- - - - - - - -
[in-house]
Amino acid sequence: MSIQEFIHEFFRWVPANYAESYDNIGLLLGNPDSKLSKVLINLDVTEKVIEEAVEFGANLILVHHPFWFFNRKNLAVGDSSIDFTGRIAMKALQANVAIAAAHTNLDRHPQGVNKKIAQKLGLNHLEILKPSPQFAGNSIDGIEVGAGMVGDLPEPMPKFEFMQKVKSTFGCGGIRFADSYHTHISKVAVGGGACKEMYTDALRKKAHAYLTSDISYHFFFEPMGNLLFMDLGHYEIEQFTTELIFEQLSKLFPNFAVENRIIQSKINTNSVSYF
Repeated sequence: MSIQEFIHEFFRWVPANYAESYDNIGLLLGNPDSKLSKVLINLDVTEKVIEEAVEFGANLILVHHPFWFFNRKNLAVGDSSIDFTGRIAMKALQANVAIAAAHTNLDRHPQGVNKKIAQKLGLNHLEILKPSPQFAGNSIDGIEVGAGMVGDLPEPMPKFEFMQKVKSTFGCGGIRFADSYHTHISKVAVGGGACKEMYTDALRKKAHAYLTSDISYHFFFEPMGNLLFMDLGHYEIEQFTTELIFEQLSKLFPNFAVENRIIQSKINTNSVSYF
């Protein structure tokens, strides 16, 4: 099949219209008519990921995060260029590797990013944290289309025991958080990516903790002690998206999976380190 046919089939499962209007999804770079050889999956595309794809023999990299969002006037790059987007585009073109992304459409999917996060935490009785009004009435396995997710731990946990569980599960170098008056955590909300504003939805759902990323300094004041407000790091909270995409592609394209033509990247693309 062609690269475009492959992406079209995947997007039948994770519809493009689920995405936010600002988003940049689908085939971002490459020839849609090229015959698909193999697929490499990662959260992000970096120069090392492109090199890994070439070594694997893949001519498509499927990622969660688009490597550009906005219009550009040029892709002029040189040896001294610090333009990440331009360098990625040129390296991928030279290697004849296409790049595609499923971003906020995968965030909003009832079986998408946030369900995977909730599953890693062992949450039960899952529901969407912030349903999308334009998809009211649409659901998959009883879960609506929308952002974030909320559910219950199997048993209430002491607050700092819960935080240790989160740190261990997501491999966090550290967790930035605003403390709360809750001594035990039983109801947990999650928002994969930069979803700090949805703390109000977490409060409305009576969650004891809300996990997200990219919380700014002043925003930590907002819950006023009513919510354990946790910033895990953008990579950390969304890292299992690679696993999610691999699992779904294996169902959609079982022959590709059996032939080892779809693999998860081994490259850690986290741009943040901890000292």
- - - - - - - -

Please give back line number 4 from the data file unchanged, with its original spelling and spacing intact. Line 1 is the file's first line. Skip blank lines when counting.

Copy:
């Protein structure tokens, strides 16, 4: 099949219209008519990921995060260029590797990013944290289309025991958080990516903790002690998206999976380190 046919089939499962209007999804770079050889999956595309794809023999990299969002006037790059987007585009073109992304459409999917996060935490009785009004009435396995997710731990946990569980599960170098008056955590909300504003939805759902990323300094004041407000790091909270995409592609394209033509990247693309 062609690269475009492959992406079209995947997007039948994770519809493009689920995405936010600002988003940049689908085939971002490459020839849609090229015959698909193999697929490499990662959260992000970096120069090392492109090199890994070439070594694997893949001519498509499927990622969660688009490597550009906005219009550009040029892709002029040189040896001294610090333009990440331009360098990625040129390296991928030279290697004849296409790049595609499923971003906020995968965030909003009832079986998408946030369900995977909730599953890693062992949450039960899952529901969407912030349903999308334009998809009211649409659901998959009883879960609506929308952002974030909320559910219950199997048993209430002491607050700092819960935080240790989160740190261990997501491999966090550290967790930035605003403390709360809750001594035990039983109801947990999650928002994969930069979803700090949805703390109000977490409060409305009576969650004891809300996990997200990219919380700014002043925003930590907002819950006023009513919510354990946790910033895990953008990579950390969304890292299992690679696993999610691999699992779904294996169902959609079982022959590709059996032939080892779809693999998860081994490259850690986290741009943040901890000292």